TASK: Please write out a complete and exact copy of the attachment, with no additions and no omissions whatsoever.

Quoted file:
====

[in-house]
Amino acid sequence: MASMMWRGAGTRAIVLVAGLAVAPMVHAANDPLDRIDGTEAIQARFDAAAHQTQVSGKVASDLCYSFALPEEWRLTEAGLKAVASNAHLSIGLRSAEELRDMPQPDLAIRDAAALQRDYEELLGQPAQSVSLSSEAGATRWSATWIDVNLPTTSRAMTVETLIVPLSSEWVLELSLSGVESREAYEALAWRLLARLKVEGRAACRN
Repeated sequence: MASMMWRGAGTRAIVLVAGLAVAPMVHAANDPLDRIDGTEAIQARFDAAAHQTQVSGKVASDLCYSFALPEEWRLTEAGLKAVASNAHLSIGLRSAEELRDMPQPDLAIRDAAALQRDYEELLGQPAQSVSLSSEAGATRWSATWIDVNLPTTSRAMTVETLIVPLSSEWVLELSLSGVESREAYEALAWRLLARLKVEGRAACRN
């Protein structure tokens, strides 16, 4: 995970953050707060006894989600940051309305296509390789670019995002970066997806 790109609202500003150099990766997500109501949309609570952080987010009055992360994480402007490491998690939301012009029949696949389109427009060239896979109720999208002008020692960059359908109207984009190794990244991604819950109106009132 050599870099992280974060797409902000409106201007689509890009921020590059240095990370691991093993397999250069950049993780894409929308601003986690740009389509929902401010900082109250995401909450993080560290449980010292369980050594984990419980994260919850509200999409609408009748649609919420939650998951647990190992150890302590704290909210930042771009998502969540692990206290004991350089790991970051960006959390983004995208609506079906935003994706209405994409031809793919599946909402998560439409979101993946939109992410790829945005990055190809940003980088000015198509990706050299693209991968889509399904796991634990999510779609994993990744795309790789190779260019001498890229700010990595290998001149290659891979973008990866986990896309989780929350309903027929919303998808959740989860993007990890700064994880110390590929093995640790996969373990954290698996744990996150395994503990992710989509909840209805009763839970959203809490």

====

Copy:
[in-house]
Amino acid sequence: MASMMWRGAGTRAIVLVAGLAVAPMVHAANDPLDRIDGTEAIQARFDAAAHQTQVSGKVASDLCYSFALPEEWRLTEAGLKAVASNAHLSIGLRSAEELRDMPQPDLAIRDAAALQRDYEELLGQPAQSVSLSSEAGATRWSATWIDVNLPTTSRAMTVETLIVPLSSEWVLELSLSGVESREAYEALAWRLLARLKVEGRAACRN
Repeated sequence: MASMMWRGAGTRAIVLVAGLAVAPMVHAANDPLDRIDGTEAIQARFDAAAHQTQVSGKVASDLCYSFALPEEWRLTEAGLKAVASNAHLSIGLRSAEELRDMPQPDLAIRDAAALQRDYEELLGQPAQSVSLSSEAGATRWSATWIDVNLPTTSRAMTVETLIVPLSSEWVLELSLSGVESREAYEALAWRLLARLKVEGRAACRN
């Protein structure tokens, strides 16, 4: 995970953050707060006894989600940051309305296509390789670019995002970066997806 790109609202500003150099990766997500109501949309609570952080987010009055992360994480402007490491998690939301012009029949696949389109427009060239896979109720999208002008020692960059359908109207984009190794990244991604819950109106009132 050599870099992280974060797409902000409106201007689509890009921020590059240095990370691991093993397999250069950049993780894409929308601003986690740009389509929902401010900082109250995401909450993080560290449980010292369980050594984990419980994260919850509200999409609408009748649609919420939650998951647990190992150890302590704290909210930042771009998502969540692990206290004991350089790991970051960006959390983004995208609506079906935003994706209405994409031809793919599946909402998560439409979101993946939109992410790829945005990055190809940003980088000015198509990706050299693209991968889509399904796991634990999510779609994993990744795309790789190779260019001498890229700010990595290998001149290659891979973008990866986990896309989780929350309903027929919303998808959740989860993007990890700064994880110390590929093995640790996969373990954290698996744990996150395994503990992710989509909840209805009763839970959203809490």